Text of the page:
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Does writing improve reading comprehension?

Latin Language Asked on August 25, 2021

Some study or teach Latin with the sole intent of reading old texts.
Therefore some restrict studying Latin to mostly reading and the prerequisite grammar.
It is quite clear that writing — or composition, but I will not make distinction in this question — one’s own texts helps develop skills that aid reading comprehension, but it is far less clear whether writing is a good time investment if the sole goal is in reading.
What is the effect of writing on learning outcomes in reading?
Are there any studies on this subject?

For example, if I taught two classes for 4 hours a week, one spending 2+1+1 hours on reading, grammar, and writing (in that order), and the other one spending 3+1+0 hours on the same topics, would there be a difference in the ability to read Latin between the two groups?
It does not have to be this very setting, but something concrete in this spirit would be great.
If it helps, you can replace “writing” with any other productive use of the language, but I wanted to phrase the question narrowly enough.

2 Answers

[I think this is more properly a comment, but I'm making it an answer because it's too long, yet supplements Ben Kovitz's excellent contribution.]

Over the years I've discussed this very topic with members of a Latin reading group, which includes teachers of Latin. All agree that, to beginners, the compressive effect of 'doing into Latin' from English is hard to accept : the biggest problem from the outset is to persuade students to be less word-by-word literal in composition than instinct tells them. The difficulty is intensified by having to learn a quite alien system of grammar in order to accomplish it.

I don't know of any study on it, but for what it's worth my own experience is that translating from one language to another deepens the understanding of both. Complete mastery of the language requires fluency in both reading and writing Latin : you can't have the one without the other.

Answered by Tom Cotton on August 25, 2021

I don't know of any studies specifically about this, but I can give you two reasons for expecting writing to help.

  1. Here is a classic psychological experiment from the days of behaviorism.* One group of rats, the "active rats", was allowed to explore a maze and find food in the usual fashion—learning by reinforcement. Another group, the "passive rats", was put in wire cages and pulled through the maze along the exact same paths as the active rats. Then both groups of rats were tested on how well they could navigate the maze. The purpose of this experiment was to test the behaviorist thesis that learning can only happen under reinforcement. And indeed it showed that "latent learning" happens: the passive rats did learn the maze. But in the absence of cues from outside the maze (e.g. when the room was painted black), the passive rats did not learn the maze as well. The active rats learned the maze better than the passive rats.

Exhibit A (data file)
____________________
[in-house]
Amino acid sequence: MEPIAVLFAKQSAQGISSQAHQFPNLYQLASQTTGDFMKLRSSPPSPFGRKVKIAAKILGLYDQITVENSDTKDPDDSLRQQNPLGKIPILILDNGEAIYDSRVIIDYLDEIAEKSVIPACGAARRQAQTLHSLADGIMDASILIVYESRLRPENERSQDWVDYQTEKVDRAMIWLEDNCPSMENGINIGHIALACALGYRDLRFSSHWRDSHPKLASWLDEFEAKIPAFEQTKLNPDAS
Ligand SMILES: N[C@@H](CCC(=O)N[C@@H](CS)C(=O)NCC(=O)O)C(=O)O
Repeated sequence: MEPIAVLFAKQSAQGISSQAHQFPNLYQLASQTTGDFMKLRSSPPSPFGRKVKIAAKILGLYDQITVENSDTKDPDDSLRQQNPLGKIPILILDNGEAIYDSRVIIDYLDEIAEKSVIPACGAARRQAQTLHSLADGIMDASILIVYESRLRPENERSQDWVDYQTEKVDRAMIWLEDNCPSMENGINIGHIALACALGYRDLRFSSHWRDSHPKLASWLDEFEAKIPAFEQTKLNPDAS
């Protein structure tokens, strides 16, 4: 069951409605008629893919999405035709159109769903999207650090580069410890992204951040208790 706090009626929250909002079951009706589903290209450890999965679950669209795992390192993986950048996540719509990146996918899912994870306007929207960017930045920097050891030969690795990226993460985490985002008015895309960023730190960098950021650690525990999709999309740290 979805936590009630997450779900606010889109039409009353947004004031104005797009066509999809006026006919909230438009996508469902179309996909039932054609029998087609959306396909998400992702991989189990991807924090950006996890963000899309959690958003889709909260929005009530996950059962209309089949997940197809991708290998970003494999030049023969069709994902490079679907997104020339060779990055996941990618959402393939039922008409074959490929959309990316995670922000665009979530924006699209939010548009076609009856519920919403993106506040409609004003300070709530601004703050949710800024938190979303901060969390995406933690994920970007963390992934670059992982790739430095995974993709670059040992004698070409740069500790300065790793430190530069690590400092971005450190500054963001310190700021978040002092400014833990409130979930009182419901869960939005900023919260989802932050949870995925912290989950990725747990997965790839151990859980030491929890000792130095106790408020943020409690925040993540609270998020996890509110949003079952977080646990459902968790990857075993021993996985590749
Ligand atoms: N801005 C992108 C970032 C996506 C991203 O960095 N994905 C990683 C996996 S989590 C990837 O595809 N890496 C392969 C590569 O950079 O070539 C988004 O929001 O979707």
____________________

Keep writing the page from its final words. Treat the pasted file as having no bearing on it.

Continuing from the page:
You don't really need carefully controlled scientific experiments to see what's going on here. The same kind of observation is ubiquitous in common experience. If you're driving a car, for example, you can probably learn a route in one or two iterations, whereas the passenger will usually barely learn the route at all. Drawing a picture of someone's face makes you see their face much better than photographing it or just coming to recognize that person by their face. People tend to learn more richly from active behavior, such as speaking and writing, than from relatively passive behavior such as reading, though of course we learn from both, and of course there's no simple rule. A passive participant is usually less attentive to the cues that inform decisions because the passive participant is under no pressure to attend to them. An active participant cannot escape the pressure to focus attention on the most relevant cues.

  2. When you go through the process of framing and expressing your thoughts in a language, you become better at understanding the language. You gain the ability to empathize with the author of speech or text that you hear or read, because now you've gone through that process yourself. Understanding language is mainly learning to empathize with the speaker: "What is the speaker trying to point out? Why is the speaker choosing these words or this sequence or this grammar to help a listener see what he is trying to point out?" Even in your own native language, writing makes you a better reader than reading alone.

    To put this another way, language is communication. If you only practice receiving, you miss out on the insights that arise from sending—and consequently you're less prepared to infer a sender's intended message. When you put your own thoughts into language, you cannot avoid attending to such matters as what knowledge you are assuming that your listener already has, whereas it's easy for reader to read obliviously to these things—especially a reader who doesn't know the language's conventions for conveying them.†

The ultimate test, of course, is to try it yourself. Case studies and anecdotal reports from other teachers might save you a lot of trial and error on your own, as long as they include rich descriptions of what happened rather than only the author's conclusions. Maybe another answer can provide those.


* McNamara, H. J., Long, J. B., & Wike, E. L. (1956). "Learning without response under two conditions of external cues." Journal of Comparative and Physiological Psychology, 49(5), 477–480.

† See the introduction to Latin Word Order by Devine and Stephens (2006).

Answered by Ben Kovitz on August 25, 2021

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